What you need to know

Moonee Valley mums and bubs offered a lifeline during the coronavirus pandemic

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Mothers and their babies who were involved in the hard lockdown in Flemington last month are among more than 120 mothers the Caroline Chisholm Society is helping during the coronavirus pandemic.

Working with mothers and young children in Moonee Valley for more than 30 years, the organisation offers support and care packages to women who are at risk through issues such as family violence, homelessness, mental illness and social isolation.

The important work will be helped along with $20,000 through Council’s Covid-19 Recovery Community Grants program.

Jennifer Weber, Chief Executive Officer of the Caroline Chisholm Society, said the money will be used to create, pack and distribute food, clothing and early childhood care packs to families who may otherwise fall between the cracks during the crisis.

Ms Weber said the panic buying at supermarkets meant families who may have already struggled to access food were pushed further to the edge.

“I was literally going out with the credit card in the second week of lockdown to purchase food so we could do our own food packs and getting hand sanitizer and things like that,” she said.

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Dropping the packs to families also gives workers a chance to check in with mothers to see how they’re managing, whether that be from the front door or front fence.

“We’ve actually had mums write in to say ‘your service, your work has actually been the lifeline to keep us safe,’” Ms Weber said.

“’That without this I don’t know what I would have done’.”

Working within the restrictions, the Society is using the ability to leave home for exercise to engage mums through ‘walk and talks’ – getting mums outside talking with a practitioner about how their family is coping and where they need support.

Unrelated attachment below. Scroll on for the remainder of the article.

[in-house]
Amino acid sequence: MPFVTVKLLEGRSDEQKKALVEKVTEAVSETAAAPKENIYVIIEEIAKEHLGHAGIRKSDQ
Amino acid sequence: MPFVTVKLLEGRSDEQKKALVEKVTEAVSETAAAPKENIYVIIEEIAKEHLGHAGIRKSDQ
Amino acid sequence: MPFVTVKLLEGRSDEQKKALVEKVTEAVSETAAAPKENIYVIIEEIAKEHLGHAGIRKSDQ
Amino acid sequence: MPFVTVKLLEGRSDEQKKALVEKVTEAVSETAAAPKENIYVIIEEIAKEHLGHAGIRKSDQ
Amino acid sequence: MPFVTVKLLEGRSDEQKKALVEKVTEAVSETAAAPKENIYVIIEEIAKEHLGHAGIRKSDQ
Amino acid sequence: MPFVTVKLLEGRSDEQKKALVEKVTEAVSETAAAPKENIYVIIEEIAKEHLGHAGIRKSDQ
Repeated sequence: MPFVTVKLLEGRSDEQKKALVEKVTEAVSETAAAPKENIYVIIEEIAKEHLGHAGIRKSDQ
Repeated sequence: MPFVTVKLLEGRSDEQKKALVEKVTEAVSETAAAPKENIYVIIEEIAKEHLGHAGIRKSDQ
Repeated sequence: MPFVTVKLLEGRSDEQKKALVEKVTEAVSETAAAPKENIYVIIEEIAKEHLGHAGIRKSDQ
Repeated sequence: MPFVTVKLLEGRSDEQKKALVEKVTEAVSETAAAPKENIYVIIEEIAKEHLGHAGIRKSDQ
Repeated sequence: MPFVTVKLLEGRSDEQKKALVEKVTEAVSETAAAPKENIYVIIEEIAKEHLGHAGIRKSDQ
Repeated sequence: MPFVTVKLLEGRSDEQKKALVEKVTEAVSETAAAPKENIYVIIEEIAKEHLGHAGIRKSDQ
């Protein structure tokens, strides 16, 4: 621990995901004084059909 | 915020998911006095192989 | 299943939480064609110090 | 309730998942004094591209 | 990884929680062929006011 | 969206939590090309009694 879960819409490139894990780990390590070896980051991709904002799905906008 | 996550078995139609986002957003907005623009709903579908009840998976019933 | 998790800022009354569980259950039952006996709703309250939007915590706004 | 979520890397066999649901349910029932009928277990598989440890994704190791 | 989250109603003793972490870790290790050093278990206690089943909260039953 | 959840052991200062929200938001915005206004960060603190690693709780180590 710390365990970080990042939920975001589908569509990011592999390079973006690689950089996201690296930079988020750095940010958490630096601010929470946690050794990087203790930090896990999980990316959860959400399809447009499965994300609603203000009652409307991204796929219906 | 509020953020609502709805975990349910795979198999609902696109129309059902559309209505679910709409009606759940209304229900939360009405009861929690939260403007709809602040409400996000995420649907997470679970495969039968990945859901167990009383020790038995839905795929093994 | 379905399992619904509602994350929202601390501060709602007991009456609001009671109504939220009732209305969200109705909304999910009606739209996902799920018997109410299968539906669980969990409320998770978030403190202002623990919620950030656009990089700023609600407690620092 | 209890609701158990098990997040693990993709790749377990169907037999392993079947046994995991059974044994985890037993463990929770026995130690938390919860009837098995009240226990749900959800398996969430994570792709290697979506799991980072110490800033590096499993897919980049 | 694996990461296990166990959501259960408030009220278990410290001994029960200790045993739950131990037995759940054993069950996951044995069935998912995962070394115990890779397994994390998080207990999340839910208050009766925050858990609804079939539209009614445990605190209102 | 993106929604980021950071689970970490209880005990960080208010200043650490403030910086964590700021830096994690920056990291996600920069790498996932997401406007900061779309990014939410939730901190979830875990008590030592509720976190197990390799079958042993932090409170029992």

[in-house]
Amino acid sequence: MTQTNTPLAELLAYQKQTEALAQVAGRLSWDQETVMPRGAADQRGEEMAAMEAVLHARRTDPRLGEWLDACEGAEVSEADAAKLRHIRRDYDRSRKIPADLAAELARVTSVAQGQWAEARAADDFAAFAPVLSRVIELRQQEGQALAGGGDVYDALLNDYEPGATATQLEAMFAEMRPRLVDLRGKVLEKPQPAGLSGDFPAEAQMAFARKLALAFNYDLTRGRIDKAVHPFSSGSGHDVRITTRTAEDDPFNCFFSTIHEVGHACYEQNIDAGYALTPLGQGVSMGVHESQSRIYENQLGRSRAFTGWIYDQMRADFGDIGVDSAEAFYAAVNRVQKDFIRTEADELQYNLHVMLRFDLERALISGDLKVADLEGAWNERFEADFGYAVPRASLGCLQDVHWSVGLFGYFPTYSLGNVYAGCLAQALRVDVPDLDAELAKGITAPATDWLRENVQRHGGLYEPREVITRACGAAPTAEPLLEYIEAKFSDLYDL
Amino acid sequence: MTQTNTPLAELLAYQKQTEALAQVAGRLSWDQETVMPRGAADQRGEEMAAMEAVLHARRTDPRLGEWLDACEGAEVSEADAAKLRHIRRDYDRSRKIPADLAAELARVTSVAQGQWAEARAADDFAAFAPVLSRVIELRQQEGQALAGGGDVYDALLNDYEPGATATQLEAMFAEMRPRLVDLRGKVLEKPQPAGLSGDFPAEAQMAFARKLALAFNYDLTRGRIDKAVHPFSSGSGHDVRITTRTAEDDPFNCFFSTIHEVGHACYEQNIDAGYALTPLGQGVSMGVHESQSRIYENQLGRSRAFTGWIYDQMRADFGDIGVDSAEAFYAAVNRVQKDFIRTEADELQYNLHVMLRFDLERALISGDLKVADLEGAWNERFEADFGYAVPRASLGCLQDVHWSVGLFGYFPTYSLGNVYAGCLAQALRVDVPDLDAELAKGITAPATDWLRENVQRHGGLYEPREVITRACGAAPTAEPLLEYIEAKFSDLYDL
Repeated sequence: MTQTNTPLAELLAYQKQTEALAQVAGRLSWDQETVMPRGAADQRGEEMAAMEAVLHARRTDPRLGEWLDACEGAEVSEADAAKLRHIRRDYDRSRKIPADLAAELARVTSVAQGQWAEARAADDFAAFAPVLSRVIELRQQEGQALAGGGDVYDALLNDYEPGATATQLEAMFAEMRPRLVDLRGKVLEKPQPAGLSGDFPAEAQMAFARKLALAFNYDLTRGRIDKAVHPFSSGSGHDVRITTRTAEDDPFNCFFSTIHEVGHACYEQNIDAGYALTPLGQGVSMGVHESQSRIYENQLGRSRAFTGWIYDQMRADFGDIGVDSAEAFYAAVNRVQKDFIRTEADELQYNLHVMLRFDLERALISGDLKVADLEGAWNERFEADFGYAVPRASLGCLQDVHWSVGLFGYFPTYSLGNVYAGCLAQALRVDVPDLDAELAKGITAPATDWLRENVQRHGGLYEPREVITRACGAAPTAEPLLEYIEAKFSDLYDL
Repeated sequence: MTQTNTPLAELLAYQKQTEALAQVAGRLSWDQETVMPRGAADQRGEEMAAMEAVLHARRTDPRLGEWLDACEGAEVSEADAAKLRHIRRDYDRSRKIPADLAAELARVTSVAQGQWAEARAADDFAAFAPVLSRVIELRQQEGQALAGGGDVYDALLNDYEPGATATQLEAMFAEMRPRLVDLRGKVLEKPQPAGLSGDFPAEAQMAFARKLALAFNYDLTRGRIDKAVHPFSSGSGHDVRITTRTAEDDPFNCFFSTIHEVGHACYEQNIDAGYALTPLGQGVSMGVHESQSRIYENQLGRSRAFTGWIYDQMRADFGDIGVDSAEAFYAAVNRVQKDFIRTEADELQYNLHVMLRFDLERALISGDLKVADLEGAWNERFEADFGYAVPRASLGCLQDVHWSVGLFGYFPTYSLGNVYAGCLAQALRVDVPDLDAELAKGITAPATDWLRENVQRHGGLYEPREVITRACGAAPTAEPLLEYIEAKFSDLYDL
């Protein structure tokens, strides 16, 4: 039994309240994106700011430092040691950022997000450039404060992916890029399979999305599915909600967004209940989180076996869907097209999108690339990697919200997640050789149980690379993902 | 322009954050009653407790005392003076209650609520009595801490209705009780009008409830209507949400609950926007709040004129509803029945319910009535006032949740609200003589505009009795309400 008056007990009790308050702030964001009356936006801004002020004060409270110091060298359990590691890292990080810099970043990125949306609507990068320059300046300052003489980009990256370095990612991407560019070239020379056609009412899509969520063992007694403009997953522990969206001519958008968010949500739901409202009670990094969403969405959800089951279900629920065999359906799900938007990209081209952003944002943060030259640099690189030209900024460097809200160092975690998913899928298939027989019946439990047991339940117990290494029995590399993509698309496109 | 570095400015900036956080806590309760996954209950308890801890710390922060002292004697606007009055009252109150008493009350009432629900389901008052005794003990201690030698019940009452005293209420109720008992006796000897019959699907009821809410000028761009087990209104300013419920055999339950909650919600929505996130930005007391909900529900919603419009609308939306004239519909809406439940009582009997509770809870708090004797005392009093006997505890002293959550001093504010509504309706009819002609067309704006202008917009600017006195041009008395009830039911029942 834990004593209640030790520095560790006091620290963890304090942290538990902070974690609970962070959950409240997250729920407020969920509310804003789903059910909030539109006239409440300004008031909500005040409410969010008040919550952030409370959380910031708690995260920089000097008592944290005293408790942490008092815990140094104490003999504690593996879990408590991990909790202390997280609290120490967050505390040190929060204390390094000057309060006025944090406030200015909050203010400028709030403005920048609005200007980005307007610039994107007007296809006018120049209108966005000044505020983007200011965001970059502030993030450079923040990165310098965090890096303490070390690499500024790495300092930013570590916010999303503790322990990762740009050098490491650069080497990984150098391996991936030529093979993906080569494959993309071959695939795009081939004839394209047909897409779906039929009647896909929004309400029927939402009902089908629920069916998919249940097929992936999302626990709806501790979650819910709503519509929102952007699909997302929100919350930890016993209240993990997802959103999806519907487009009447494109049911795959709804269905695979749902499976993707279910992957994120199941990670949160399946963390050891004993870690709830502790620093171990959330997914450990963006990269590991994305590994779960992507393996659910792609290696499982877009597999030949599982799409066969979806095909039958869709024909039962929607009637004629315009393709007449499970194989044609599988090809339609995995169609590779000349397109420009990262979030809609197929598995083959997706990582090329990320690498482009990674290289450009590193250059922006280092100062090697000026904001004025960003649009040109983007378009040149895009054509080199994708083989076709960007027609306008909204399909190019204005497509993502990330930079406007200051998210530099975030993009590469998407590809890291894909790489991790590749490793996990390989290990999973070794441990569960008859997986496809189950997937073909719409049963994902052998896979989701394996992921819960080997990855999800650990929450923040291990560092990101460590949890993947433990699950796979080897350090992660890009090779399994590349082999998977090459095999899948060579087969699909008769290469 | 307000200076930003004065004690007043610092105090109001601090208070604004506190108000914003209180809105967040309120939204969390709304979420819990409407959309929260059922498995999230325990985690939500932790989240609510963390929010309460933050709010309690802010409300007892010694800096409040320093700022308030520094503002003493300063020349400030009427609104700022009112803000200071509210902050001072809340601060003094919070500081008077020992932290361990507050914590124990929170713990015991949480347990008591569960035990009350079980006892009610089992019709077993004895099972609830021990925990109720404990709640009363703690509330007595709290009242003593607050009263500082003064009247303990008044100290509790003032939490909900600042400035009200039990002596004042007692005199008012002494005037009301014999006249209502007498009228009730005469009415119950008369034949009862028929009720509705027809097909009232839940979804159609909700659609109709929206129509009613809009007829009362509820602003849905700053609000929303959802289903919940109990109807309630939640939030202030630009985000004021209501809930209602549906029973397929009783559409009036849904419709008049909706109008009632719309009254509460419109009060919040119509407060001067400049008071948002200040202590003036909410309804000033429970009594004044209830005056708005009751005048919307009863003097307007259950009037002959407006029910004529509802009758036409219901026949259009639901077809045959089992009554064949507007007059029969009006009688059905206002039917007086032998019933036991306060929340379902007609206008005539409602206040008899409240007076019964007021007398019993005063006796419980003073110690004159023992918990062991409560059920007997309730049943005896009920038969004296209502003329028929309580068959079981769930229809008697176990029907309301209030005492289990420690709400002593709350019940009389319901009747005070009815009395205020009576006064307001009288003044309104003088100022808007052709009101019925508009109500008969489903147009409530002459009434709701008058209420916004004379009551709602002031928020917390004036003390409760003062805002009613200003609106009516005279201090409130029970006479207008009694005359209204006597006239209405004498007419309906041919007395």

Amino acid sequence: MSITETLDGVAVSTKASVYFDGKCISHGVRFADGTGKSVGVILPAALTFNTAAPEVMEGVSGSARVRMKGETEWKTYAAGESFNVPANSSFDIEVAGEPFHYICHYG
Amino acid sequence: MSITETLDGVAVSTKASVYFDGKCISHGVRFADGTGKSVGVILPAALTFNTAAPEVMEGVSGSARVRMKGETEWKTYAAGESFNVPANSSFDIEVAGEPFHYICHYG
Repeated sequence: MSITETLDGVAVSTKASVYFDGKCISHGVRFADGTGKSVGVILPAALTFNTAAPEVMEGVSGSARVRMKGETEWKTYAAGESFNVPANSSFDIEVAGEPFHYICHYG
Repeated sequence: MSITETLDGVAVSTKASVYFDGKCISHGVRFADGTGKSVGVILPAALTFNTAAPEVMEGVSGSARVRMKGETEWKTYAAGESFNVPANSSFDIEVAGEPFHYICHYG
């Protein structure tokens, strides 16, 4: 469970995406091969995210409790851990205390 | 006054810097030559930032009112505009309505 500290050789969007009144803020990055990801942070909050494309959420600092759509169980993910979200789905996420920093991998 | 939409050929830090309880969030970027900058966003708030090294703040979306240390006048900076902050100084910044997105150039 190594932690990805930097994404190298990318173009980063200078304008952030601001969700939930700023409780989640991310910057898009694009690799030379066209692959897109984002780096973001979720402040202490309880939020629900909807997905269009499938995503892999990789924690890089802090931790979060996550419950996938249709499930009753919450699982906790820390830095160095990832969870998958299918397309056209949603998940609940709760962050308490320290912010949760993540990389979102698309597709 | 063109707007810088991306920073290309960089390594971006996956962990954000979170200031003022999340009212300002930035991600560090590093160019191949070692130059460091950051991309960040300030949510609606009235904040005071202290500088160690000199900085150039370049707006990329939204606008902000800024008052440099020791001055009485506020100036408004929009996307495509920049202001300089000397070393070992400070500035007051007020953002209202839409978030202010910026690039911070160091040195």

The use of technology including whatsapp groups and telehealth platforms are also used to run mums’ groups online.

Community Recovery Grants

One thing the pandemic has hampered is the Society’s ability to accept material donations.

Ms Weber wanted to thank the Moonee Valley community for their support through the past few months but said at the moment they’re unable to take up all the generous offers.

“Everyone wants to call us, they want to make those donations, at the moment it’s much harder to process clothing donations, we physically just can’t do it because we are limited in our resources,” she said.

Ms Weber said the best way help at the moment is to donate money if you can that will go towards more food and care packs. Visit caroline.org.au to help.

The next round of Moonee Valley Council’s COVID-19 Recovery Grants is now open. This time we’ve added more community categories to help groups of all sizes. 

Whether you’re a big community organisation or a small non-for-profit group we want you to apply. Click here to find out more.